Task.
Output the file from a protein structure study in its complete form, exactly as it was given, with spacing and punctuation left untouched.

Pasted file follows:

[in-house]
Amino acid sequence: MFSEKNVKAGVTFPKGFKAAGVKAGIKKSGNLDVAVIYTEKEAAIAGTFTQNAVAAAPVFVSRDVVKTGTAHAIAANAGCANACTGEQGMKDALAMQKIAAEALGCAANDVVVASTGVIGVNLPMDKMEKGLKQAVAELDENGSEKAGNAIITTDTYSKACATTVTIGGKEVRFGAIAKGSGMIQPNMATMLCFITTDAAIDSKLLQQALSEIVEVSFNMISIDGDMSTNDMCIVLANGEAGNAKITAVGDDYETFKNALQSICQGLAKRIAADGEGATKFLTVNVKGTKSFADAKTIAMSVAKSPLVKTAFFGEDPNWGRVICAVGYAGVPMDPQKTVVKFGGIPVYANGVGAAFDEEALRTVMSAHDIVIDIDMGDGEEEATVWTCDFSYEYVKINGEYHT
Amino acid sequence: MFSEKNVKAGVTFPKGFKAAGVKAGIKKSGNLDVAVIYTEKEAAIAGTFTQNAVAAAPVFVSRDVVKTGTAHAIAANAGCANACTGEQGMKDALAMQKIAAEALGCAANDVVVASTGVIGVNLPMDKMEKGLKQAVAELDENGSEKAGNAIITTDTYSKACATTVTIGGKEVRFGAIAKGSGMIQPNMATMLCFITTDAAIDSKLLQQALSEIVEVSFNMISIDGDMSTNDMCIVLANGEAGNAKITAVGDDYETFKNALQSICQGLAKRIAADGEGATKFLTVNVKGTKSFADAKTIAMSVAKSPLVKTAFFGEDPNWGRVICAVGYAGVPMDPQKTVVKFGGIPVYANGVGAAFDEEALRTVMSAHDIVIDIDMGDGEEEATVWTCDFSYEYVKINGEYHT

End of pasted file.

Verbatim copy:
[in-house]
Amino acid sequence: MFSEKNVKAGVTFPKGFKAAGVKAGIKKSGNLDVAVIYTEKEAAIAGTFTQNAVAAAPVFVSRDVVKTGTAHAIAANAGCANACTGEQGMKDALAMQKIAAEALGCAANDVVVASTGVIGVNLPMDKMEKGLKQAVAELDENGSEKAGNAIITTDTYSKACATTVTIGGKEVRFGAIAKGSGMIQPNMATMLCFITTDAAIDSKLLQQALSEIVEVSFNMISIDGDMSTNDMCIVLANGEAGNAKITAVGDDYETFKNALQSICQGLAKRIAADGEGATKFLTVNVKGTKSFADAKTIAMSVAKSPLVKTAFFGEDPNWGRVICAVGYAGVPMDPQKTVVKFGGIPVYANGVGAAFDEEALRTVMSAHDIVIDIDMGDGEEEATVWTCDFSYEYVKINGEYHT
Amino acid sequence: MFSEKNVKAGVTFPKGFKAAGVKAGIKKSGNLDVAVIYTEKEAAIAGTFTQNAVAAAPVFVSRDVVKTGTAHAIAANAGCANACTGEQGMKDALAMQKIAAEALGCAANDVVVASTGVIGVNLPMDKMEKGLKQAVAELDENGSEKAGNAIITTDTYSKACATTVTIGGKEVRFGAIAKGSGMIQPNMATMLCFITTDAAIDSKLLQQALSEIVEVSFNMISIDGDMSTNDMCIVLANGEAGNAKITAVGDDYETFKNALQSICQGLAKRIAADGEGATKFLTVNVKGTKSFADAKTIAMSVAKSPLVKTAFFGEDPNWGRVICAVGYAGVPMDPQKTVVKFGGIPVYANGVGAAFDEEALRTVMSAHDIVIDIDMGDGEEEATVWTCDFSYEYVKINGEYHT